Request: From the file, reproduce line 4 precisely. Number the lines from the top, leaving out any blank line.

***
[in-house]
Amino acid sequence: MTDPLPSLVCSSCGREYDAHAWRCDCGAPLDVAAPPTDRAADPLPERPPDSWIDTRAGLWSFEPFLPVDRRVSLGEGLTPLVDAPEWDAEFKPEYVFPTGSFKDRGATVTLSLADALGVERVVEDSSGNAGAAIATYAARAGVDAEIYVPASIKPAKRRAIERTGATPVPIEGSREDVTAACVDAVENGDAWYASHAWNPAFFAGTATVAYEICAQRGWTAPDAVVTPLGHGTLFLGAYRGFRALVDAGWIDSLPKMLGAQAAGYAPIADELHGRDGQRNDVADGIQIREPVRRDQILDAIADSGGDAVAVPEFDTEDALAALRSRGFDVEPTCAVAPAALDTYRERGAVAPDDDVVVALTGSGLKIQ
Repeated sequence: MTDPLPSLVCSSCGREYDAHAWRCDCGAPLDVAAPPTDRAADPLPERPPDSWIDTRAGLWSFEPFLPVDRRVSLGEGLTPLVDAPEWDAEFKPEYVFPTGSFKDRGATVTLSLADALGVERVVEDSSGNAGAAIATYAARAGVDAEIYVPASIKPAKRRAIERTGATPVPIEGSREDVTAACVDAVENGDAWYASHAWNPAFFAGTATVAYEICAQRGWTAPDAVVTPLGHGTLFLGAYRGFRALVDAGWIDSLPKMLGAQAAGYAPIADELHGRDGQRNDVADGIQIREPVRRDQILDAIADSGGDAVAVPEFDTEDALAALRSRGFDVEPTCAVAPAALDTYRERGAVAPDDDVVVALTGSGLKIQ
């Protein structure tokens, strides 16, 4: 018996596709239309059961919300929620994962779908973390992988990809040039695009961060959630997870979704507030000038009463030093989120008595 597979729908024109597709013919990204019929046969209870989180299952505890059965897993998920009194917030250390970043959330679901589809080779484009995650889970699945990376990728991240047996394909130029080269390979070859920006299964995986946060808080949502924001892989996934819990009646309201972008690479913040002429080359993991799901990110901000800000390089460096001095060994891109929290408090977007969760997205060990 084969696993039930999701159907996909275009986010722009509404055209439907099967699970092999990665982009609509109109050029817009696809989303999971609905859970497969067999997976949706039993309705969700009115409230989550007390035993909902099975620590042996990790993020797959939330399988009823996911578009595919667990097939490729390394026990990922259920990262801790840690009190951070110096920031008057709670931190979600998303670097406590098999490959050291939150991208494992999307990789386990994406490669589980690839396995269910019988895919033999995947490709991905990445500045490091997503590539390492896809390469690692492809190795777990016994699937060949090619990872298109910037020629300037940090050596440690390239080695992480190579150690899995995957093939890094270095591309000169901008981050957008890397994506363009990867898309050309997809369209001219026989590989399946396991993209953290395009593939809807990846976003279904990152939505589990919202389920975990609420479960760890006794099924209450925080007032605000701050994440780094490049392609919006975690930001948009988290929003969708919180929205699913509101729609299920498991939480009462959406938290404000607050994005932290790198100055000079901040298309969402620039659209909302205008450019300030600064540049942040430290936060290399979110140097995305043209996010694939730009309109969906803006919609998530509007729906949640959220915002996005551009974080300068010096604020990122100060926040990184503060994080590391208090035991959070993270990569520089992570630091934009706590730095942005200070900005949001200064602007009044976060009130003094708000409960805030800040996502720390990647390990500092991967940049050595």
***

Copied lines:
């Protein structure tokens, strides 16, 4: 018996596709239309059961919300929620994962779908973390992988990809040039695009961060959630997870979704507030000038009463030093989120008595 597979729908024109597709013919990204019929046969209870989180299952505890059965897993998920009194917030250390970043959330679901589809080779484009995650889970699945990376990728991240047996394909130029080269390979070859920006299964995986946060808080949502924001892989996934819990009646309201972008690479913040002429080359993991799901990110901000800000390089460096001095060994891109929290408090977007969760997205060990 084969696993039930999701159907996909275009986010722009509404055209439907099967699970092999990665982009609509109109050029817009696809989303999971609905859970497969067999997976949706039993309705969700009115409230989550007390035993909902099975620590042996990790993020797959939330399988009823996911578009595919667990097939490729390394026990990922259920990262801790840690009190951070110096920031008057709670931190979600998303670097406590098999490959050291939150991208494992999307990789386990994406490669589980690839396995269910019988895919033999995947490709991905990445500045490091997503590539390492896809390469690692492809190795777990016994699937060949090619990872298109910037020629300037940090050596440690390239080695992480190579150690899995995957093939890094270095591309000169901008981050957008890397994506363009990867898309050309997809369209001219026989590989399946396991993209953290395009593939809807990846976003279904990152939505589990919202389920975990609420479960760890006794099924209450925080007032605000701050994440780094490049392609919006975690930001948009988290929003969708919180929205699913509101729609299920498991939480009462959406938290404000607050994005932290790198100055000079901040298309969402620039659209909302205008450019300030600064540049942040430290936060290399979110140097995305043209996010694939730009309109969906803006919609998530509007729906949640959220915002996005551009974080300068010096604020990122100060926040990184503060994080590391208090035991959070993270990569520089992570630091934009706590730095942005200070900005949001200064602007009044976060009130003094708000409960805030800040996502720390990647390990500092991967940049050595």